Why is taking inventory worth it? The short answer is it’s not just about calculating your cost of goods sold, it’s about ordering and cash flow. Let’s talk about restaurant inventory management and how it’s a game changer.
Inventory is a fundamental tool you must use if you want to have restaurant success. I often hear from restaurant owners and managers alike that taking inventory is too monotonous, too time consuming and won’t make a difference in the restaurant because your chef, your kitchen manager, your general manager, even your bar manager tell you they know what they need and what things cost. They’ve got it all in their head.
Let’s blow this misconception out of the water and demonstrate why taking inventory and managing your inventory is critical to your success.
Let me tell you how I learned the importance of inventory. And funny enough, I learned it from one of the worst managers I’ve ever worked for in my life. He walked me into a walk-in cooler and said, “David, what do you see?” I looked at him and the shelves and told him I saw food. He said, “No! It’s money.”
By the way, this proves you can learn something from anyone.
You need to understand that your restaurant’s inventory has a direct connection to your cash flow because what is on the shelves is money. I can tell you right now that there are restaurants that have so much food on the shelves that they put themselves in a cash flow crunch. The last time I checked you can’t go to the power company and pay your bill with a case of steaks. You need money to pay your bills.
Other benefits to taking and controlling restaurant inventory
- You will get better health department scores because your walk-in doesn’t have dirty, cluttered shelves and everything can be clean and tidy.
- You’ll have less theft because your shelves don’t a have massive amount of food, and you will notice when important inventory – such as some expensive fillets – are missing.
- You can clearly see everything’s been prepped because it’s all there and easy to identify.
- You won’t incorrectly 86 an item because someone couldn’t find the ingredients on the shelves. Everything is organized and you carry so much less that it’s easier to find the things you need.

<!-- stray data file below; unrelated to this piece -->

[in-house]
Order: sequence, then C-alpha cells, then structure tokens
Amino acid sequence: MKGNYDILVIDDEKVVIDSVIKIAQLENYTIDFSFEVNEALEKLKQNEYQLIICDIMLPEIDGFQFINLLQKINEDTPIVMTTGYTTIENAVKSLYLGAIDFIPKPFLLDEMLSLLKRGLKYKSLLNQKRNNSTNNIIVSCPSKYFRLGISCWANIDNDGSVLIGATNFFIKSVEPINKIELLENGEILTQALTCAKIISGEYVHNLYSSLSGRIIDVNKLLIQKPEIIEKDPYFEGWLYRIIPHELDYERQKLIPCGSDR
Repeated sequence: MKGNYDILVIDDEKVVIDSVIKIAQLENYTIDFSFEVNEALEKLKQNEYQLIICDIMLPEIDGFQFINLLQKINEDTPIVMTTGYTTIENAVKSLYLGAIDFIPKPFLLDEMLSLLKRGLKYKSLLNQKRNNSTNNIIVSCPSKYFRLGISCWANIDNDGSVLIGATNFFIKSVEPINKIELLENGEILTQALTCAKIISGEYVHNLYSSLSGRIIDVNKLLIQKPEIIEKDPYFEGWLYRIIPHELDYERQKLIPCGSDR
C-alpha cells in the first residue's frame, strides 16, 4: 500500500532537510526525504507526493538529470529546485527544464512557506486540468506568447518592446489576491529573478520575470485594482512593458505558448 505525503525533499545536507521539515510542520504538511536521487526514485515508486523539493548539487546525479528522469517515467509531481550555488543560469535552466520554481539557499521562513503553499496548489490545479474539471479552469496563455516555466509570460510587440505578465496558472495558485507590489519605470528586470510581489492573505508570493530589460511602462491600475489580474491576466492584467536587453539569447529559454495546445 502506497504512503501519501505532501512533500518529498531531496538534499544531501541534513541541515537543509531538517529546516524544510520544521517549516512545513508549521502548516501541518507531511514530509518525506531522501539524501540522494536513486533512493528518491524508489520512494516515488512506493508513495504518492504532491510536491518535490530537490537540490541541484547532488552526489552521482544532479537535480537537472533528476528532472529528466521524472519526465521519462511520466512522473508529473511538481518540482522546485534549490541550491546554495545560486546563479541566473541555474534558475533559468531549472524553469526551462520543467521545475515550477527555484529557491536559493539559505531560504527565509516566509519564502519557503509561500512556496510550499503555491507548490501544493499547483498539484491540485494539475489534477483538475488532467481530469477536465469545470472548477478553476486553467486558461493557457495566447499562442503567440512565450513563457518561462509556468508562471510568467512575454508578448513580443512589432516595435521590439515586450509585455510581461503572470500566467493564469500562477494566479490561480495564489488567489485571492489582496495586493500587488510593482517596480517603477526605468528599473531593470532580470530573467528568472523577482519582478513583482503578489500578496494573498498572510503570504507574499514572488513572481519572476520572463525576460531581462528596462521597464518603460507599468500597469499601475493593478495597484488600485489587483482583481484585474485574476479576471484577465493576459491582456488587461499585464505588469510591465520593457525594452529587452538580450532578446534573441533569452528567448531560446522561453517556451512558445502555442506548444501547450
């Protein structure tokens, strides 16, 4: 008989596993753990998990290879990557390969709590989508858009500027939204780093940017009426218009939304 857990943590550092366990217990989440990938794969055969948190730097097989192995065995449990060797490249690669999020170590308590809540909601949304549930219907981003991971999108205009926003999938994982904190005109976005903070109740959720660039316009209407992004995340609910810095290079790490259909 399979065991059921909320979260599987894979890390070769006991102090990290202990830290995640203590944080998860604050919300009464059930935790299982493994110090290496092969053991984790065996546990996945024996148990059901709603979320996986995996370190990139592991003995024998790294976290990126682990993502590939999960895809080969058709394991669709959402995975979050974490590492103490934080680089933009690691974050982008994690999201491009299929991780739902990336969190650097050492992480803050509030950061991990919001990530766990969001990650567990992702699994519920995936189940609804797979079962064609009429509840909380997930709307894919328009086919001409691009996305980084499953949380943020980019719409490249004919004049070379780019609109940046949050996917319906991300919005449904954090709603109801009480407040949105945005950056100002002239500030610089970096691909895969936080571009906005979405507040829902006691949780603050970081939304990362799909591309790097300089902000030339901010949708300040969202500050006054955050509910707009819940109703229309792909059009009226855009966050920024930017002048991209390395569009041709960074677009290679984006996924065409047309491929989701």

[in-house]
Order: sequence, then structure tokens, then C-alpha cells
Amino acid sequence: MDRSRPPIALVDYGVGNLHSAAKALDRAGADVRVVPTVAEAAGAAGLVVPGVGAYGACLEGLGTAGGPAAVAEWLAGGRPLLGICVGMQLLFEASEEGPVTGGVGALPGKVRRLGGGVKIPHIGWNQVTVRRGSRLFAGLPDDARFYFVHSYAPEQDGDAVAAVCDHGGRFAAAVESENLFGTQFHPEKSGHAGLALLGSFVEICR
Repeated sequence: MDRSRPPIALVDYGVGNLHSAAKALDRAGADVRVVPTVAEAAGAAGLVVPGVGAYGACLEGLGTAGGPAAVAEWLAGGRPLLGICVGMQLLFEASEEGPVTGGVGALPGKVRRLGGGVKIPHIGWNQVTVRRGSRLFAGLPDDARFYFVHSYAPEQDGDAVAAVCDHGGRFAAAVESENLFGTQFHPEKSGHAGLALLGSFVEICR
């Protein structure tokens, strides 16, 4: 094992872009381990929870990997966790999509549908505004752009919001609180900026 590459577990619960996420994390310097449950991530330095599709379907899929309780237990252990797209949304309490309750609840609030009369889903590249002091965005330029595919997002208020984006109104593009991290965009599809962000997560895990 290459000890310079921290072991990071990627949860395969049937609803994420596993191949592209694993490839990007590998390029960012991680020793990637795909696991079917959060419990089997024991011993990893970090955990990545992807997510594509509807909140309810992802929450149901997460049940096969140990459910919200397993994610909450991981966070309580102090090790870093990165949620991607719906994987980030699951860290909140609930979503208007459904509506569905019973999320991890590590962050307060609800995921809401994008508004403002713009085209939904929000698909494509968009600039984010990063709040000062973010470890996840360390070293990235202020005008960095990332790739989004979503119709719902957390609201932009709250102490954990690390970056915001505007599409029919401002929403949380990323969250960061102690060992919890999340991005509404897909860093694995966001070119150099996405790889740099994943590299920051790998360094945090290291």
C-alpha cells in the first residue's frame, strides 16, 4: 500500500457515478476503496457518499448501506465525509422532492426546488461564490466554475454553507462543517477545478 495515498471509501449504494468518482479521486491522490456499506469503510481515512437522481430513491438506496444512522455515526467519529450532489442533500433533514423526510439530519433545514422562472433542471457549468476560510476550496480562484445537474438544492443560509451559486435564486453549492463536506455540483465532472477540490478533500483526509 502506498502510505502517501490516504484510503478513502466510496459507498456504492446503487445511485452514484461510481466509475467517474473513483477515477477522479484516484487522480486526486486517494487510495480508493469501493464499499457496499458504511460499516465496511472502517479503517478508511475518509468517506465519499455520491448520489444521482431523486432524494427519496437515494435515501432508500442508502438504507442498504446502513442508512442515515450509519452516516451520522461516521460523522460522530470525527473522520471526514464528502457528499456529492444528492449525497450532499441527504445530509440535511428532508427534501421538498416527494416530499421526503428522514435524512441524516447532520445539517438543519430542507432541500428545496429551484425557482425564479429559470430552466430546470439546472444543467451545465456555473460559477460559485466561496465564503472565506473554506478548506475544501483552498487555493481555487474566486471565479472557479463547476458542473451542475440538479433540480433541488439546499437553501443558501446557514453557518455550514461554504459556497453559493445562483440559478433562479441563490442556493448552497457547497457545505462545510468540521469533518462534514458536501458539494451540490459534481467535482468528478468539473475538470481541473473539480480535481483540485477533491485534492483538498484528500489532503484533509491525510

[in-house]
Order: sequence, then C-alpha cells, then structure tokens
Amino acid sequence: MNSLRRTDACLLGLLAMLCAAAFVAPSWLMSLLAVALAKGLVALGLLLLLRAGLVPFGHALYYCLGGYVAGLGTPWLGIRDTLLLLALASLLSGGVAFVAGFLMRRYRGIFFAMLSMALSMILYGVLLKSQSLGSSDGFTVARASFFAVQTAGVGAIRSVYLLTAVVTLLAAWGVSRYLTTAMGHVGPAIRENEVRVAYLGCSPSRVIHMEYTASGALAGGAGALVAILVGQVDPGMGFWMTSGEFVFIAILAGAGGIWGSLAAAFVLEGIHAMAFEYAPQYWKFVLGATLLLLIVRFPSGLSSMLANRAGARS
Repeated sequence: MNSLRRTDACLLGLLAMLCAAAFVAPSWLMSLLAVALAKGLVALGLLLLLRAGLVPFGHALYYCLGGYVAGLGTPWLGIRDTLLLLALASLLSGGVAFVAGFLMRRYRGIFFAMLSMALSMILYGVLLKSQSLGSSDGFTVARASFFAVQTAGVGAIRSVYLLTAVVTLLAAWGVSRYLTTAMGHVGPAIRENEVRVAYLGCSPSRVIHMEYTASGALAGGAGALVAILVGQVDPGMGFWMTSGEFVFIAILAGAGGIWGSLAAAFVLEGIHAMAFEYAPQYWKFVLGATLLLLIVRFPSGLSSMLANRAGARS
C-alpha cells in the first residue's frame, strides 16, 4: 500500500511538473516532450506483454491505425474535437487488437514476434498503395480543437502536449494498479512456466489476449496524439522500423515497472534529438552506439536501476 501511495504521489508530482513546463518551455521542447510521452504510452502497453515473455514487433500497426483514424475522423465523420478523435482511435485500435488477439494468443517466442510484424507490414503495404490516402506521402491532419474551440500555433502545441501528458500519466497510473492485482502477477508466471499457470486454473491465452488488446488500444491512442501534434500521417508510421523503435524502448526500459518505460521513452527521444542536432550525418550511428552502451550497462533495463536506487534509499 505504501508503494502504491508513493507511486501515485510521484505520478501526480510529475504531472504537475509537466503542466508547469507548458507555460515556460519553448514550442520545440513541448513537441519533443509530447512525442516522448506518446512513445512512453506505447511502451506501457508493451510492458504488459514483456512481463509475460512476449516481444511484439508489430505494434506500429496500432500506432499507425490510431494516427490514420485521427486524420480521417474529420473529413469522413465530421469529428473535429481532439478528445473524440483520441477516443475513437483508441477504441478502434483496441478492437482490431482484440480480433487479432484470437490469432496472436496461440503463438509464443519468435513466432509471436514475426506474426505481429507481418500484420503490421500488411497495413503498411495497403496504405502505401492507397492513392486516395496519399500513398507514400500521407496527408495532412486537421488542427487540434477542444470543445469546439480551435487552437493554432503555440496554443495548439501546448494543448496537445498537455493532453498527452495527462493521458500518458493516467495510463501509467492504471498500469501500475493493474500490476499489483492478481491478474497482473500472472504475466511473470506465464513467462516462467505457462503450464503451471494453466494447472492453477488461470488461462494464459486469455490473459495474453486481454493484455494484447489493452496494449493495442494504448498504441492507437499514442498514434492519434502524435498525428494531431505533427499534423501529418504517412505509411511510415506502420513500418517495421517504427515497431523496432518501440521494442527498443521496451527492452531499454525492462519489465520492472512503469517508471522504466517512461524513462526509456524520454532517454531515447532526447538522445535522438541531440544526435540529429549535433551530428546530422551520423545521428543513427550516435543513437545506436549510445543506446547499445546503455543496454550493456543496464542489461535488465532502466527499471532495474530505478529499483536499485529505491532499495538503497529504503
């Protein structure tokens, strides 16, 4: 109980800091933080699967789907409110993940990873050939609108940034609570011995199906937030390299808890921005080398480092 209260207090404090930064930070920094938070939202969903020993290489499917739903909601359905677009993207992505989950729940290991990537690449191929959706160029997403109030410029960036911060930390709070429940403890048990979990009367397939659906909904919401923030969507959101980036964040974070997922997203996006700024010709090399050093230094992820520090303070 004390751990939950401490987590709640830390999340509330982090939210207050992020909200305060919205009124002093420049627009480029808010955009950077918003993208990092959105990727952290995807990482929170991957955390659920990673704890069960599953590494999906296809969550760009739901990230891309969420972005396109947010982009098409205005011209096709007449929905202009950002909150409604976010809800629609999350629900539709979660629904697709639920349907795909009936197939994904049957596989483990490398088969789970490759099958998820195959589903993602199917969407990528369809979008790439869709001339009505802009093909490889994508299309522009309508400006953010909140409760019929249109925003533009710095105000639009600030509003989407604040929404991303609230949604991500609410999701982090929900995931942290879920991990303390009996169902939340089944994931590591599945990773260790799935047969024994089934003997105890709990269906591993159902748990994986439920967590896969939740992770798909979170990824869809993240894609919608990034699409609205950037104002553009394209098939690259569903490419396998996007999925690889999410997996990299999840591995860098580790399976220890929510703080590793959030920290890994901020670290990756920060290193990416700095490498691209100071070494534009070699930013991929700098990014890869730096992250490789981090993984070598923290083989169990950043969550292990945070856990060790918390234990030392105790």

- When you take inventory weekly, you can do it faster. I have $2 million restaurants that take inventory in under an hour every Sunday. This is possible when you set up your inventory programs properly, and there isn’t so much to count.
- You’ll put more money in your back pocket or bank account. By taking the food off the shelves and putting it back into the bank, you can run your business to do what’s necessary for the business. You could even use it to pay yourself!
- If you implement a simple key item tracker – where every day you track five to 15 items that are your most popular and/or costly items – one more way to prevent theft.
- You can reduce your cost of goods sold using a waste sheet, tracking the inventory that you actually throw away because it’s spoiled, prepared wrong, or some other mistake is made. Paying attention to the mistakes that are happening allows you to proactively stop bad operating practices and save you money.
When you have less on the shelves, you have more conscientious employees. When there isn’t a box (or case) of backup product, they’ll use every bit, scraping jars and bottles to stretch the product.
If you’ve been following me for any length of time, you know I’m going to advise you to invest in food and beverage software. The inventory management portion works with your recipe costing cards and uploads your invoices so you can take inventory accurately and place orders. It should look at ideal versus actual product usage as well.
A quick sidenote, to have accurate inventory, you must then do your batch recipes. These are components to dishes, soups, sauces, side dishes, dressings, desserts, anything you manufacture yourself. If you buy product, put it in a pot, chop it up, do whatever makes something new, that product has value on the shelves.
Set up proper restaurant inventory
The next thing to do is set everything up in shelf-to sheet order. Reorganize your shelves, the way you’ve always wanted them. You label your shelves to make sure everything lives in the same spot every single time and then set up your inventory so that the product appears on the shelf the same way on the sheet.
You don’t hire your cooks, kitchen manager or chef to do math on the fly. You hired them to ensure the process is working. That’s why you want it all set up in the walk-in and on the shelves so everyone knows where to look for each item and in size units you’ll find the products. This way you don’t end up with $30,000 in shredded cheese because someone counted the wrong unit size and ordered more.
Make sure you have two people take inventory every single time. This is helpful for speed but also to keep honest people honest. Software also helps keep people honest.
Using software and the shelf-to-sheet process, you’ll complete your inventory for the third time in under an hour. You’ll know your food cost and your pour cost within seconds of putting the last number into the software.